Born in 18th century as the Halle aux Blés, a grain and commodity exchange originally conceived by Nicolas Le Camus de Mézières, to then survive through the decades right in the middle of the “belly of Paris”, the ever-changing area of Les Halles, the Bourse de Commerce has finally reopened as the home to François Pinault’s art collection. The project by Tadao Ando Architect and Associates has placed a 29-meter wide circular structure below the iron-and-glass coupole, extending in the basement to create a 284-seat auditorium.
The result of a 5-year long process, the project has the foundations of its simplicity rooted into a great depth of elaboration, and mostly into a close relationship between Tadao Ando and the city of Paris, the place to teach him — in his words — how important it is to think about all things from their origins in a radical way.
As Ando has told Domus, “the primary conceptual theme of the Bourse de Commerce revolves around carving the weight of time and the memories of the metropolis into space. Between two concentric circles, old and new, the core of this intervention was formed. Independent and intangible entities of the future and time immemorial occupy this space concurrently. They are not fused or mixed together but instead confront each other in an infinite temporal equilibrium. This space is a metaphor for Paris’s urbanity, where the history of past centuries and millennia is richly striated and layered. The size of the plan was derived organically from the existing building’s context, and an intensive discourse with the local team” composed by French practice NeM, heritage specialist Pierre-Antoine Gatier and setec bâtiment.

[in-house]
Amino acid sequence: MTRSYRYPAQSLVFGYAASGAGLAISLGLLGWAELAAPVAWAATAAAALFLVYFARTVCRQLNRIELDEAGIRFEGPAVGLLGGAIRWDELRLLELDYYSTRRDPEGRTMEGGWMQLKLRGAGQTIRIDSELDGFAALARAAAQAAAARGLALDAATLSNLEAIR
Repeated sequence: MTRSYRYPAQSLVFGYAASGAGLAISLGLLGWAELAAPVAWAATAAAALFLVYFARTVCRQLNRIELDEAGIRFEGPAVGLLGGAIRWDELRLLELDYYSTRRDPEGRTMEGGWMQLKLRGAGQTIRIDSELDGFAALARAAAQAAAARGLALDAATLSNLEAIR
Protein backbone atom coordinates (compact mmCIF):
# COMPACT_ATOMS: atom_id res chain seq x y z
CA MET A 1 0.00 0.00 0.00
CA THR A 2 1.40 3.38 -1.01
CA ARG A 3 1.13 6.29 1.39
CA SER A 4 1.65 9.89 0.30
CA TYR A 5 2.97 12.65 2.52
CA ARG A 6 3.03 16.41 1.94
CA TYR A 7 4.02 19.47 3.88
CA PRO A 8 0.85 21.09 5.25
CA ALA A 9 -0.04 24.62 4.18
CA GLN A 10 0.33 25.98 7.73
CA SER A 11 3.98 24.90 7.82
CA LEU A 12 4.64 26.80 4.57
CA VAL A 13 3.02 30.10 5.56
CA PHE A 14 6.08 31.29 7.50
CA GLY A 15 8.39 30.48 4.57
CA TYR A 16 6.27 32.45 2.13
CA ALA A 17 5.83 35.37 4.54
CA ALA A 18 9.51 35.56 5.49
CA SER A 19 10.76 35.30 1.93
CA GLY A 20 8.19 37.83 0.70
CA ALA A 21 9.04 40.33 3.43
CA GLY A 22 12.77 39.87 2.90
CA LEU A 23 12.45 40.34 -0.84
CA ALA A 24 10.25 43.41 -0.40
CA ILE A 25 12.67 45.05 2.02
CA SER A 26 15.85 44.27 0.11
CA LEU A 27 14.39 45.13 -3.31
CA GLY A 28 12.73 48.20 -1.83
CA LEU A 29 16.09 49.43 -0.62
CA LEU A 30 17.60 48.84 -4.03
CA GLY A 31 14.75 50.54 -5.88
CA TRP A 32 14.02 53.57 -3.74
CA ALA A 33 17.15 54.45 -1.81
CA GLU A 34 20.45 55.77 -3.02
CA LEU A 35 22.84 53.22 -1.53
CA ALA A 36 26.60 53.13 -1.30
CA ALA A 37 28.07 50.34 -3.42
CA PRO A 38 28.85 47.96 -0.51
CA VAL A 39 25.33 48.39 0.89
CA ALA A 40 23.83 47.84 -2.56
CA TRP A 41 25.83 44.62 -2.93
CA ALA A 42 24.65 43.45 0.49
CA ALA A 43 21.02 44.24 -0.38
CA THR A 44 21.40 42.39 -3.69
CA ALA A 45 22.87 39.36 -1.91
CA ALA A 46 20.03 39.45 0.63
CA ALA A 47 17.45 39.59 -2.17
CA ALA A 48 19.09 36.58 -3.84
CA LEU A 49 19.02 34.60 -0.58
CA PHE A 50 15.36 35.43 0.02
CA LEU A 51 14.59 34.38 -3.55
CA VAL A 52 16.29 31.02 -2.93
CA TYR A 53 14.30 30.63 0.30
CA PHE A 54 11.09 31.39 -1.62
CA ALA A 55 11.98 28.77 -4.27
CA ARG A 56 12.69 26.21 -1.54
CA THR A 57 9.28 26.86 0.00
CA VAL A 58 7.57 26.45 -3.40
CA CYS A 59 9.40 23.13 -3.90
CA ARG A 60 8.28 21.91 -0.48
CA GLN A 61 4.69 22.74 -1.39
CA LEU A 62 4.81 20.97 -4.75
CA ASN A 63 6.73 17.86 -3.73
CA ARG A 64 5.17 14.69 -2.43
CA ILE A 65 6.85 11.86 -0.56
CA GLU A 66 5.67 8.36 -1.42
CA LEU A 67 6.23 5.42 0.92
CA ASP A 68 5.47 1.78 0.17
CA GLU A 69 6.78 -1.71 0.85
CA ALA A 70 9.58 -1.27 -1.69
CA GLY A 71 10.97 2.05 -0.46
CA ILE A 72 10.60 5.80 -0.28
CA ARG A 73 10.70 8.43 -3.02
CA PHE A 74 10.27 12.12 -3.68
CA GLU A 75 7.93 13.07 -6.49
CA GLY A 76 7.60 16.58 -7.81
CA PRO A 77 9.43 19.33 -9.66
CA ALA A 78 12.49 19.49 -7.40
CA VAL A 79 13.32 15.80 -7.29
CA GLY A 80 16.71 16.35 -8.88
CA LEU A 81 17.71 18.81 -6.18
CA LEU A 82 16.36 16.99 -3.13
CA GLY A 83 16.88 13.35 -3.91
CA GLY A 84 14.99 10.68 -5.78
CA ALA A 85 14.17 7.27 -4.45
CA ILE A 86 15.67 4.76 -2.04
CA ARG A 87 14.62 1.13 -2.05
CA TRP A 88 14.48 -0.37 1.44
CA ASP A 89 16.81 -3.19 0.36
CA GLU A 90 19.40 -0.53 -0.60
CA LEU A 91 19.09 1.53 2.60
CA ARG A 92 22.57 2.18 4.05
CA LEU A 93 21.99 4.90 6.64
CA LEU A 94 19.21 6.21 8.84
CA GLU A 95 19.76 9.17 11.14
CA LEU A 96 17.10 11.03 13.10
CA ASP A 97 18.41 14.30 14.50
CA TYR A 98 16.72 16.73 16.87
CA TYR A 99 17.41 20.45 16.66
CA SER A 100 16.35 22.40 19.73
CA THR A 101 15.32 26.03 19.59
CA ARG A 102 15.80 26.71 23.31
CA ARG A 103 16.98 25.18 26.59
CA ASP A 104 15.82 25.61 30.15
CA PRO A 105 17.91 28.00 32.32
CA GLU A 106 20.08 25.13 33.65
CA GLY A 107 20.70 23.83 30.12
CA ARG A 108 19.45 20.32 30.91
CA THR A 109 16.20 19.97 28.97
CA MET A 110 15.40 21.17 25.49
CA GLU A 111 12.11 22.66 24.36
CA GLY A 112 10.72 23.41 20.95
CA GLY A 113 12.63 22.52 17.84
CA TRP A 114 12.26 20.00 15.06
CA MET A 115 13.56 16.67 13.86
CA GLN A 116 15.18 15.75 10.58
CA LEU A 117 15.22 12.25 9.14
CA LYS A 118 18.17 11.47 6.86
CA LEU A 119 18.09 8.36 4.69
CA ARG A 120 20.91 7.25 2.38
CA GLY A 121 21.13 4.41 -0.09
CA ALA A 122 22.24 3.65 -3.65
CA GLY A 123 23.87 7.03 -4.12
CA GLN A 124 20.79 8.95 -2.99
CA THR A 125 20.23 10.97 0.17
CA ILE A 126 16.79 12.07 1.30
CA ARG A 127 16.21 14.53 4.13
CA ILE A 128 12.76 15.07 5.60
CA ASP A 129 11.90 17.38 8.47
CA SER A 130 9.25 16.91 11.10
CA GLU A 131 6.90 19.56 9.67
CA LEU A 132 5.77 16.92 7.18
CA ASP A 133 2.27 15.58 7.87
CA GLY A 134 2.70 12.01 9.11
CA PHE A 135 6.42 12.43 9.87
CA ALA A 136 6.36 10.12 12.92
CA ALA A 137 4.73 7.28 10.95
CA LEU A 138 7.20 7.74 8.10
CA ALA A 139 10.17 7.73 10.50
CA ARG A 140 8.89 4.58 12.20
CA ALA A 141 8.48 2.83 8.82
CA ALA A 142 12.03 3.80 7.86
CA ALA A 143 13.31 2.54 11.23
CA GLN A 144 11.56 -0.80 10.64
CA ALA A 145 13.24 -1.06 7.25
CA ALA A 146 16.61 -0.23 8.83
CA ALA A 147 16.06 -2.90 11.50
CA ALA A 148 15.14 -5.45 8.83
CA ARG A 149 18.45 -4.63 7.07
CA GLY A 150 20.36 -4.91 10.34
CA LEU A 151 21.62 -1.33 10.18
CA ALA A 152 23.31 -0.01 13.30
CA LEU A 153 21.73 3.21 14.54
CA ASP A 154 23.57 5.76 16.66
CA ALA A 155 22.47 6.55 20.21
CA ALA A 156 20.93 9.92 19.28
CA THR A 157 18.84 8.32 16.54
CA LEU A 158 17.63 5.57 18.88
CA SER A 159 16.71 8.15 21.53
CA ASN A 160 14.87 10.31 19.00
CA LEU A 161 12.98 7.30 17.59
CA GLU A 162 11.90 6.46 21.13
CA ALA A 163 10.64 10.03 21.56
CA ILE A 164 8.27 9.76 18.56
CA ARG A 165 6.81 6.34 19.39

Light has a central role in determining shape and vital expression of the building, as told by Ando: “I don’t think that light can be shaped, just guided. At the Bourse de Commerce, we completely replaced the coupole and renewed the glass panes. Light gives life to space. The ethereal projections of sunlight, like the Roman Pantheon, would reflect the changes in time and season in space, revealing the concrete wall’s geometry and expression. Under that light, past and present, art and nature, architecture, and the city will collide, blend, and nurture creativity. I imagined the amount of light would make me want to pick it up in my hand.”